For all the programs out there that wish your coordinators were more active on social media, NC State has provided an interesting idea to put your own spin on.

    After each spring practice, Wolfpack defensive coordinator Dave Huxtable is tweeting out some recognition for two #BallHawks. Junior linebacker Ernie Robinson and grayshirt corner Juston Burris took home the honors on day one.

    This is a simple way to accomplish a number of things for your program via social media; it gives your coordinator’s a presence on social media, it praises players who deserve recognition, and it updates your fan base on a daily basis.

    The applications are nearly limitless. Whether you choose to highlight daily play makers, the most improved players, biggest hitters, or best scout team players, it’s a win-win for everyone involved and takes a minimal amount of time.

  • Why Brian Kelly hired Mike Sanford: “We wanted somebody that was going to turn the room upside down.”

    Idaho Statesman

    Idaho Statesman

    In his quest to revamp Notre Dame’s offense, Brian Kelly had options. There was Charley Molnar, who spent six seasons under Kelly at Central Michigan, Cincinnati and Notre Dame before taking the Massachusetts head job in 2012. After two seasons in Amherst, Molnar is now the wide receivers coach at Idaho. There’s also Jeff Quinn, whose history with Kelly goes back even further, all the way to 1989 at Grand Valley State. Quinn never worked at Notre Dame, taking the Buffalo head job at the same time his boss left Cincinnati for South Bend, but he owns two solid decades in the Kelly system.

    If Kelly wanted to his new quarterbacks coach to hit the ground in a dead sprint, options were plenty. Except Notre Dame’s head coach didn’t want to do that. In fact, he was looking for the exact opposite.

    “(Mike Denbrock and I) agreed at the end that what we were looking for was somebody that could turn the room upside down,” Kelly told Blue and Gold Illustrated. “We didn’t want somebody to be equal. We wanted somebody that was going to turn that room upside down, that was that good. We weren’t going to settle for somebody that was on the same plane. We wanted somebody that was going to challenge us on a day-to-day basis. (Sanford) does that.”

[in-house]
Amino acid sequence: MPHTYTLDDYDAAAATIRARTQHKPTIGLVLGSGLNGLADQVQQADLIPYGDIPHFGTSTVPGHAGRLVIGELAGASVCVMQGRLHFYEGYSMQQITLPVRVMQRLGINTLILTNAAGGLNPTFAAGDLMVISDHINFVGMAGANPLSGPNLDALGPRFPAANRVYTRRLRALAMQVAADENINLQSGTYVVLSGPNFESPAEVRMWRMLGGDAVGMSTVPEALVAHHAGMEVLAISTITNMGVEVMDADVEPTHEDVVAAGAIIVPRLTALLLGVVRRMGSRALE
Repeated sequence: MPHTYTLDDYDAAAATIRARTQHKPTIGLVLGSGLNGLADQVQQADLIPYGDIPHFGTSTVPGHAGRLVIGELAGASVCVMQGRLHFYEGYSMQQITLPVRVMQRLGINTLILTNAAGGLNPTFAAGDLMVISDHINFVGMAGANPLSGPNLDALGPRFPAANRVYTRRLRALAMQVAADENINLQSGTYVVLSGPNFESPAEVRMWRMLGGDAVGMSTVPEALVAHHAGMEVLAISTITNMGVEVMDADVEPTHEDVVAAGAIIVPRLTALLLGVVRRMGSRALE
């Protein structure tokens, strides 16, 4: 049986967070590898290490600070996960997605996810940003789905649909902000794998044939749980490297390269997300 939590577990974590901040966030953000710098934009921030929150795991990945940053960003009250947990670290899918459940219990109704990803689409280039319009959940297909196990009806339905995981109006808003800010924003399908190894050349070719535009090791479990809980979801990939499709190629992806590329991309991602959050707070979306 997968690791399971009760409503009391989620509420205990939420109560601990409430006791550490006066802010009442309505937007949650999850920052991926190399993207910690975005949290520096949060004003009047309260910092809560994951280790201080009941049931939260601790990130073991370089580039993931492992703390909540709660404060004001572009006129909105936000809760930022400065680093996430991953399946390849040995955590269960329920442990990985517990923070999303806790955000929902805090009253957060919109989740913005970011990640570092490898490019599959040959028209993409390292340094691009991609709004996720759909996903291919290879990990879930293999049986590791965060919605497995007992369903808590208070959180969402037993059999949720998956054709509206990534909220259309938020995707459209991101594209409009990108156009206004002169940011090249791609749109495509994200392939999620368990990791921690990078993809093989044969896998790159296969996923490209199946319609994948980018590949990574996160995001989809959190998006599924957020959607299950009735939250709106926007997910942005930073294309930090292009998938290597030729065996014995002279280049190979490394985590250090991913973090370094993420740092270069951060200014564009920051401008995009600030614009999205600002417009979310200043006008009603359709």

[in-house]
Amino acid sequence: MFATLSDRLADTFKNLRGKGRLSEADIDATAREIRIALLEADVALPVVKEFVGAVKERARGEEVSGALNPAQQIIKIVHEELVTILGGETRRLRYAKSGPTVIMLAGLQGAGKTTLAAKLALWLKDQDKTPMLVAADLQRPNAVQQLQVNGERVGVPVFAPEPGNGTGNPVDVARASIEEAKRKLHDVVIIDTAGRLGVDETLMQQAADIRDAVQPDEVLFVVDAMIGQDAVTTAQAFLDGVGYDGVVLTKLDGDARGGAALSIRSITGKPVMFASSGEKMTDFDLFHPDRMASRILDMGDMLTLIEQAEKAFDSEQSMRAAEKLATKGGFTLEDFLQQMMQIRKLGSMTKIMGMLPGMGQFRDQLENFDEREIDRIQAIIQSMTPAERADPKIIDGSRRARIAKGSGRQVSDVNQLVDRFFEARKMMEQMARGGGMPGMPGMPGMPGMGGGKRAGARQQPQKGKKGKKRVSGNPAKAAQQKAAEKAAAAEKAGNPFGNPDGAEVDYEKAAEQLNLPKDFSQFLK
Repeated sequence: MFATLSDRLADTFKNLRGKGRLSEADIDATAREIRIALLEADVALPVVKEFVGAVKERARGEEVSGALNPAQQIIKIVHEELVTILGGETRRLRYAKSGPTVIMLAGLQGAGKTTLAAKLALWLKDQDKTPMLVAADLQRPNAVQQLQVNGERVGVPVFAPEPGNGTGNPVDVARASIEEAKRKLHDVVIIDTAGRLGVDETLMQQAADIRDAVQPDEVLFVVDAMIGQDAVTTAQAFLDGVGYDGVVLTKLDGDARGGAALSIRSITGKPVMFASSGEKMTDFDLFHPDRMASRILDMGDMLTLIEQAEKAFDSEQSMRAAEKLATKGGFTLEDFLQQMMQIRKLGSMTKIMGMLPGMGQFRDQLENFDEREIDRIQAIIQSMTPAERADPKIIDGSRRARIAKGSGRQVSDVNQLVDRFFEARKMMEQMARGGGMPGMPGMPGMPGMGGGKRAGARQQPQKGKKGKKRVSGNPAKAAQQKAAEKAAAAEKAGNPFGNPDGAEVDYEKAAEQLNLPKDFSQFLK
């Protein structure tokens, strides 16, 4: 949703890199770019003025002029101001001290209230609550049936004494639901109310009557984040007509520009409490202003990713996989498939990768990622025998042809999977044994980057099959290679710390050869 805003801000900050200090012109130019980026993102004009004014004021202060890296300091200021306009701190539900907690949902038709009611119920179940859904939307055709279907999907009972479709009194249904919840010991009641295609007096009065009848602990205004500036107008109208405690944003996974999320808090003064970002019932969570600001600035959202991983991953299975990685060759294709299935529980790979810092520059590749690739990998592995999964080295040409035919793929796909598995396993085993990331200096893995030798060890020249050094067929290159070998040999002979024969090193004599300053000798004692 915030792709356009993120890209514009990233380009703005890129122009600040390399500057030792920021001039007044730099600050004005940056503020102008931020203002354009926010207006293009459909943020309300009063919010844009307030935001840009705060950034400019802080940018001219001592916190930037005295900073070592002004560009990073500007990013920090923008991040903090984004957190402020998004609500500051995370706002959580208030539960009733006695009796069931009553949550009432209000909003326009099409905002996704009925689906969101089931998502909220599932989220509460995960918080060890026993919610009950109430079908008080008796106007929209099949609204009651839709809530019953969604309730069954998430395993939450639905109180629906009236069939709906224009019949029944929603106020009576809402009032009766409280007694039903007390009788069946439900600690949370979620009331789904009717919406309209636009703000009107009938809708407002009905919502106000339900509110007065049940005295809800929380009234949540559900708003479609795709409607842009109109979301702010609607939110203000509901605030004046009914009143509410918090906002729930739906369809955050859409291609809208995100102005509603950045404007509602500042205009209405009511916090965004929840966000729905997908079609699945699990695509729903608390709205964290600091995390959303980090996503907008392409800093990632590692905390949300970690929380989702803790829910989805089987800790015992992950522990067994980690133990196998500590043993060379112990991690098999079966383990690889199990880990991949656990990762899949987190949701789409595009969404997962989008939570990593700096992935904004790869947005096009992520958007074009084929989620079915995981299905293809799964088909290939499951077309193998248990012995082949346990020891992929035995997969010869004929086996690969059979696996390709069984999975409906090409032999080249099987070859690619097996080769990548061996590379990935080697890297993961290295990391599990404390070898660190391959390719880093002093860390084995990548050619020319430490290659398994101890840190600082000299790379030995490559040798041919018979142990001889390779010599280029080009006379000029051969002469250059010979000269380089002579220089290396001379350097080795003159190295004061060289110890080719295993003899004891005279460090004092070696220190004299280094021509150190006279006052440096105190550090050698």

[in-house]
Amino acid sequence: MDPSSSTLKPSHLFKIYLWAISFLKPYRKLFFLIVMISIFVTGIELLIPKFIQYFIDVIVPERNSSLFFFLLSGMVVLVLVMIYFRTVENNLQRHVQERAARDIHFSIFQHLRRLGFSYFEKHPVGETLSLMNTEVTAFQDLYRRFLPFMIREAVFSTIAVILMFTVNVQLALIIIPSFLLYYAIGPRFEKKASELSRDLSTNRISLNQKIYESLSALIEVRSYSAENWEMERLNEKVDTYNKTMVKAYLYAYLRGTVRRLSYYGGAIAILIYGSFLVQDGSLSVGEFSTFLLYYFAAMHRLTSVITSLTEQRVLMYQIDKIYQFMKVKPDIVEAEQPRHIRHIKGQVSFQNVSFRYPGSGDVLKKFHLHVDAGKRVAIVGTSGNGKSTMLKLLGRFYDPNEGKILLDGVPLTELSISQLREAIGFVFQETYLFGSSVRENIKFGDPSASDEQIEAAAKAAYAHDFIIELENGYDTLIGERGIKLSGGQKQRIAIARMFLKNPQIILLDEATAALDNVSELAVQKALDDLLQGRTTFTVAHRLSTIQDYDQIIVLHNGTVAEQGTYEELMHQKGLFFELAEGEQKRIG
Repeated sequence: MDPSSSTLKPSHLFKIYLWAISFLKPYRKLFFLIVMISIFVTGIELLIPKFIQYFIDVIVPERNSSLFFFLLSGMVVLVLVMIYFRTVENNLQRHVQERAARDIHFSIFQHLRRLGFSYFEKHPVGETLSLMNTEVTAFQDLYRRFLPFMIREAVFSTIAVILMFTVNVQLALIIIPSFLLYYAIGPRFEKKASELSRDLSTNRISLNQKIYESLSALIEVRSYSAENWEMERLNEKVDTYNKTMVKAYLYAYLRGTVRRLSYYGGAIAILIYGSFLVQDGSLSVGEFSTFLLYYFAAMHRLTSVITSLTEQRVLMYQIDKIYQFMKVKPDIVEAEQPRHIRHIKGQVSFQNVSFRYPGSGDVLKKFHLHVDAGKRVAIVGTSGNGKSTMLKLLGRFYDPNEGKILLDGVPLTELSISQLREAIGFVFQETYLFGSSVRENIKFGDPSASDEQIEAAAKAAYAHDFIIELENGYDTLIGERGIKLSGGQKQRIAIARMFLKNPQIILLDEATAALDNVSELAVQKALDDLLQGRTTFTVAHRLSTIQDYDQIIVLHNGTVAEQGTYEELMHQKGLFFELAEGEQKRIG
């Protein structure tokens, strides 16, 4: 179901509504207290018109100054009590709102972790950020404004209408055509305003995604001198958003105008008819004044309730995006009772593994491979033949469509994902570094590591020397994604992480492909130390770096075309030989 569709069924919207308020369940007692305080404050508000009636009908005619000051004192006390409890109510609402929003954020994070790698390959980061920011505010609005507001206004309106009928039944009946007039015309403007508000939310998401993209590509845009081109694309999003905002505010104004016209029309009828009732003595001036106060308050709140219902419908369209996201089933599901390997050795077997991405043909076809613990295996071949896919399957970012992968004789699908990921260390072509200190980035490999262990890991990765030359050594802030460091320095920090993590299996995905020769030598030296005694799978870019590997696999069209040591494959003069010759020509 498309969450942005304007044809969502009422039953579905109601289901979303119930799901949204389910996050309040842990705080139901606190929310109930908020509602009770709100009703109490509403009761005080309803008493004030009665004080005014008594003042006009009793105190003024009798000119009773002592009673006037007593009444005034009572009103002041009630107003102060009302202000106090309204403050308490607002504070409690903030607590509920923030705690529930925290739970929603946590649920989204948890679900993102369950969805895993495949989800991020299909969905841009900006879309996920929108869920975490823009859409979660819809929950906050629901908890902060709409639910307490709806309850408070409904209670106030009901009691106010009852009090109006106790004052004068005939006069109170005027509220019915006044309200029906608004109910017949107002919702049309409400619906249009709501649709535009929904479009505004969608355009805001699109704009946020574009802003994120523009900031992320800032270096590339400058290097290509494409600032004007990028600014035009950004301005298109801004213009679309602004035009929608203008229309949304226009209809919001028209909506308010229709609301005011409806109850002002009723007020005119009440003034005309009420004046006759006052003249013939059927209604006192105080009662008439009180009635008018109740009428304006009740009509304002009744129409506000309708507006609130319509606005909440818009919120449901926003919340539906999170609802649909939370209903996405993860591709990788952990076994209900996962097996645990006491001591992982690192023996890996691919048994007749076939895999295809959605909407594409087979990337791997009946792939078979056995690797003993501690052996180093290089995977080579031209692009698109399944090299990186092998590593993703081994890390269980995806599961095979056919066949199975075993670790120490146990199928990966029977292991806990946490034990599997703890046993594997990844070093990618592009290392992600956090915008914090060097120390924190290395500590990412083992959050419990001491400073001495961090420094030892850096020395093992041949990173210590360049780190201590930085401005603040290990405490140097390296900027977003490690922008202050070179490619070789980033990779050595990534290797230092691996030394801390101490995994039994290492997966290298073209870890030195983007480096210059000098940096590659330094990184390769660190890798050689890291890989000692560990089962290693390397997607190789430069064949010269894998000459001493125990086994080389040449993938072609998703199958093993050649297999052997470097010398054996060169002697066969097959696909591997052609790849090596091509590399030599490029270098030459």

Sanford will be tasked with shaping the considerable talents of quarterbacks Everett Golson and Malik Zaire. Golson led Notre Dame to a national championship appearance in 2012 but displayed a penchant for turning the ball over in 2014, including a five turnover meltdown in a blowout loss to Arizona State. Zaire led the Irish to a win over LSU in the Music City Bowl but lacks experience.

    However, Sanford has one of the most impressive assistant coaching resumes in college football. The son of a coach (who, incidentally, spent two years as a teenager in South Bend), Sanford spent three seasons at Stanford and one at Boise State. He has a personal record of 46-9 with three conference championships and four BCS/New Year’s Six bowls over the past four seasons.

    “When I first heard about it, I had a different reaction because it’s Notre Dame. I think knowing that this place stands for something I want to be a part of: elite academics, the chance to explore from a spiritual standpoint, which is very important to me in my life and also, this is the mecca of college football,” Sanford said. “I really was excited quite frankly when the Notre Dame opportunity came about. I was fired up. There was something inside of me that felt different than any other job that had been out there in this offseason.”

    Read the full story here.